I’m documenting this in hope it helps someone one day.
When using multi_curl_select($handle, $timeout) to wait for the next active/completed cURL handle, the second parameter should be a float value. When not included, PHP’s documentation says it will be 1.0 seconds. However, if you get adventurous and think that you can set the value higher for sessions that you think will take a long time, think again. Values higher than 4.0 seconds will have adverse effects.
I was writing an application that is expected to have long-running cURL connections. I thought setting the timeout to 10 seconds would be acceptable. After all, it’s a timeout, not a polling interval… right? WRONG. It seems that if the multi_curl_select() call has a timeout that is much longer than the request times, then you run the risk of the cURL handle being garbage collected before you even get at it with curl_multi_info_read(). This means that when you eventually get something, it will act as though every connection has timed out, but it will not have an error code because technically it didn’t timeout.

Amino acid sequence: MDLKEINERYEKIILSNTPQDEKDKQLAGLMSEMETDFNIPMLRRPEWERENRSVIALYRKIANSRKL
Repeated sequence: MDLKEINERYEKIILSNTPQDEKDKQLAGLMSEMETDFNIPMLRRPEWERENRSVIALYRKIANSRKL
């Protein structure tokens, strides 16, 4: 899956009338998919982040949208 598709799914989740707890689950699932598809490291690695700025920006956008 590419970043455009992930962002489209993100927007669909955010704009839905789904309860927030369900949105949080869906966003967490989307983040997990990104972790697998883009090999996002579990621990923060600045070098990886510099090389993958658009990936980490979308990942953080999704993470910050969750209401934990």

If you are a user of RollingCurl, a Google Code-hosted project that has been forked many times on GitHub, you’ll see a RollingCurl->timeout instance variable. This is the timeout to use for curl_multi_select(). Be careful when setting it! I’ve heavily edited my RollingCurl code to account for this and many other problems like a bad memory leak on error in callback, and adding a per-request callback feature.
There is a huge difference in multi-threaded applications between polling interval and timeout. It seems that for this usage, the word “timeout” was a bad choice. A timeout should be a maximum time to wait before returning, not a minimum time.
I’ve learned my lesson — my curl_multi_select() calls are now running with the default of 1.0 seconds and running fine. Sad it took so long to find this problem.